10 Facts about Hearing Loss

Janet Siroto
March 13, 2018

If your ears seem less capable lately, read these stats — and how to regain richer sound.

Uh-oh, it’s happening. You find yourself choosing staid restaurants over super-trendy, super-noisy ones. You ask people to talk a bit louder…multiple times. You find cell-phone calls challenging to hear, even with the volume turned up to 11.

Guess what? You’re human. Hearing usually gets less acute with time, and the auditory assaults of modern life can accelerate the process. Here are 10 facts to know now:

  1. 48 million Americans have some hearing loss. That works out to 1 in 14 Gen Xers, 1 in 6 Baby Boomers, and 1 in 3 people over age 60.
  2. 15 million of those with hearing loss avoid seeking help.
  3. Those who do seek help typically wait 7 years before doing so.
  4. Hearing loss is the third most common chronic condition in older Americans, following heart disease and arthritis.
  5. Tiny hair cells in your inner ear are nerve endings that transfer sound into electric signals; these minuscule structures can be damaged by loud sounds.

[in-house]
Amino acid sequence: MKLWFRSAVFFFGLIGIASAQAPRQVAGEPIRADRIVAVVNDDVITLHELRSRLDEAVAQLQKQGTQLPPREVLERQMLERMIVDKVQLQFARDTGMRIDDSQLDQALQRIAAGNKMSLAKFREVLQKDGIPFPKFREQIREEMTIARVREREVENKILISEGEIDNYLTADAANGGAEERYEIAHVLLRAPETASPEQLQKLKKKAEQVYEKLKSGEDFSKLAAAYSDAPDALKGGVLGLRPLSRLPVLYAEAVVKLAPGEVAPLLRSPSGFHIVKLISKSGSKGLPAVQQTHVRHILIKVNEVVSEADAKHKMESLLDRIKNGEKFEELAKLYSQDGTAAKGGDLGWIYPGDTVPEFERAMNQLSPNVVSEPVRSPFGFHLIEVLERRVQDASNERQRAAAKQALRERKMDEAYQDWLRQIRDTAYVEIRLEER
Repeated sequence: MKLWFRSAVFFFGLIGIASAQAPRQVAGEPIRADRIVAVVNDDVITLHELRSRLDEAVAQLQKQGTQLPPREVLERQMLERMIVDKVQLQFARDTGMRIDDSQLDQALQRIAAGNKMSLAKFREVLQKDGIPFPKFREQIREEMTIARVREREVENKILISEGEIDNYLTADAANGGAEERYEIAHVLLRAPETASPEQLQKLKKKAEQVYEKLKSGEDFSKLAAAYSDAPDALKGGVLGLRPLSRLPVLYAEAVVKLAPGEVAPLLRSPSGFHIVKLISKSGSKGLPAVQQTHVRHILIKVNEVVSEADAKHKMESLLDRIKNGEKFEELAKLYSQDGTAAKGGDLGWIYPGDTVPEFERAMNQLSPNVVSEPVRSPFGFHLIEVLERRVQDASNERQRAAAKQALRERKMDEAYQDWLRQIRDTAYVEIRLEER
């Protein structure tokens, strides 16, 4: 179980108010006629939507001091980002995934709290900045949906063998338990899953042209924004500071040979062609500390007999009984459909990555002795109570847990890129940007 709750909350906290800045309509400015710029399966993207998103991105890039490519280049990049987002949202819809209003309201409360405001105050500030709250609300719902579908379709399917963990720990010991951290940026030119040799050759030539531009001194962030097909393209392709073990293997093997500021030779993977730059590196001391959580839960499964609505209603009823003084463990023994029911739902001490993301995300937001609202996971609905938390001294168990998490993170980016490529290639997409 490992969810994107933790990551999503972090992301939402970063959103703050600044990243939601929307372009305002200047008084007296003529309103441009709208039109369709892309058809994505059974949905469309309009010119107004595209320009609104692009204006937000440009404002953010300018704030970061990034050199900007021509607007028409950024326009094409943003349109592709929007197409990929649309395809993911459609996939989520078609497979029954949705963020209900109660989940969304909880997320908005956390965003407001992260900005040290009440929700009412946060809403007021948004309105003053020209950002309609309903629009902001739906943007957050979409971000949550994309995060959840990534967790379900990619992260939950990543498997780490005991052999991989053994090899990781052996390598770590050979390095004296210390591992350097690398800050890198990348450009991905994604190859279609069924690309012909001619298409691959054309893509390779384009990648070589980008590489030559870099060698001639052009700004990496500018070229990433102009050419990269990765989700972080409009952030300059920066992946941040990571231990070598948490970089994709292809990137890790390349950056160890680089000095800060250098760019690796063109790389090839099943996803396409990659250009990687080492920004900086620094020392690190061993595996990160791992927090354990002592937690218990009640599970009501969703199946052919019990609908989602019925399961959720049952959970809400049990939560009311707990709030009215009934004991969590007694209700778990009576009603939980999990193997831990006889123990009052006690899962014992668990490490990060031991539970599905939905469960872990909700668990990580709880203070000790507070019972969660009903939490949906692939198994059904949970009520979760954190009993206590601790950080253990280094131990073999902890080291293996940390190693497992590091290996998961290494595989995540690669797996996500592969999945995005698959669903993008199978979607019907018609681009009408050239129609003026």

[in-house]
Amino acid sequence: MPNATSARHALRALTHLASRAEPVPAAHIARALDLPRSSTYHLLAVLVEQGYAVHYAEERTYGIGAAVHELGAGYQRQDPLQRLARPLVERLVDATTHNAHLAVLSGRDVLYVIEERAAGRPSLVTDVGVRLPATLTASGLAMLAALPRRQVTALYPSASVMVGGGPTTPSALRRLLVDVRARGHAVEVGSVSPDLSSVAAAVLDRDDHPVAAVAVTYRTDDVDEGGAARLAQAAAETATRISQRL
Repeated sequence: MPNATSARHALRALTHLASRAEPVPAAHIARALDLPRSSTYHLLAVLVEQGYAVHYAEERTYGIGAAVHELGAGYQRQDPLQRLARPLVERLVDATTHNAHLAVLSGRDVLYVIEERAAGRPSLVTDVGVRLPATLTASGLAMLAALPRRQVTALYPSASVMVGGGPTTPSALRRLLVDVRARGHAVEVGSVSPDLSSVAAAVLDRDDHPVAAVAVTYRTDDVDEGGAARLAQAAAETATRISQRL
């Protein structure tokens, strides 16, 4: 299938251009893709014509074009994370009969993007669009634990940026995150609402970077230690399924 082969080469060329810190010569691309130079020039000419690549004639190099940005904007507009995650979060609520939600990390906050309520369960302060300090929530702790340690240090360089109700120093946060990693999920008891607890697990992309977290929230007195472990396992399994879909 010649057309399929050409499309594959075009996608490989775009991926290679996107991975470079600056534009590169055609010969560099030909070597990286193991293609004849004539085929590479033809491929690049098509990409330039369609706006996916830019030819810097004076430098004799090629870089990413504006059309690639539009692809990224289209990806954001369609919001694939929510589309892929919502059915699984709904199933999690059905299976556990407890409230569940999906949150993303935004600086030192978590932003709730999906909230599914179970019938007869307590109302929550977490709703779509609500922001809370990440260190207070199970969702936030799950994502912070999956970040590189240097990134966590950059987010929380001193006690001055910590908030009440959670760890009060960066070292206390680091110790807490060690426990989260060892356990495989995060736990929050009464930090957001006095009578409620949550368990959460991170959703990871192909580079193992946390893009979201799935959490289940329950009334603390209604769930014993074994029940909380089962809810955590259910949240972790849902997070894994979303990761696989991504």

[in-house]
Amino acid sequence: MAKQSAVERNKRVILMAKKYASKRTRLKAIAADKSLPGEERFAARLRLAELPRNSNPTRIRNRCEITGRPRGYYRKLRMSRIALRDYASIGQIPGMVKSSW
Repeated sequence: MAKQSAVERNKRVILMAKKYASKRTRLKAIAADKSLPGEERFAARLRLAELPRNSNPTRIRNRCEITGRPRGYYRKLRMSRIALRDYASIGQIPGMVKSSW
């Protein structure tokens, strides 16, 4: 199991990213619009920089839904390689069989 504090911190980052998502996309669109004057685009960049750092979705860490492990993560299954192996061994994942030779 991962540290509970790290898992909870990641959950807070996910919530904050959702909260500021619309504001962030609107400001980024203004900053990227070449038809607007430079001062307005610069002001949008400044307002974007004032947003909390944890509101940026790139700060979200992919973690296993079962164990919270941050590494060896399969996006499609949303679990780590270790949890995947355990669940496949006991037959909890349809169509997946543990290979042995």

6. Listening to music at level 5 or above on your phone with earbuds or being exposed to a noisy subway for just 15 minutes per day can cause long-term hearing damage over time.
  7. Hearing loss can also reflect noisy work conditions: 44% of carpenters and 48% of plumbers report this issue.
  8. Inner-ear changes that occur with aging lead to a slow but steady loss of hearing.
  9. One of the early signs of hearing loss is trouble decoding women’s and children’s voices, and detecting the sounds “S” and “F.”
  10. Only 1 in 5 people who need hearing assistance use hearing aids, possibly due to their high cost and performance issues – and sometimes just the sentiment, “I’m too young for hearing aids!”

If you feel as if your hearing is not as good as it used to be—talking with more than one person at a time is a challenge, or you misunderstand people’s comments—check with your doctor. The culprit could involve a relatively quick fix – a medication you are taking or wax in your ears could be to blame.

But if you do have hearing loss that’s not so easily remedied, know that you have options – and more of them every day.  It’s not just about gizmos to stick in your ears. Technology is making inroads that can notably improve your hearing. There are personal listening systems that help people watch TV without blasting the volume, and apps to enhance cellphone sound for easier conversations—just two of the tools that can open a world of sound. 

Sources: Hearing Loss Association of America, Center for Hearing and Communication, Medlineplus.gov, and WedMD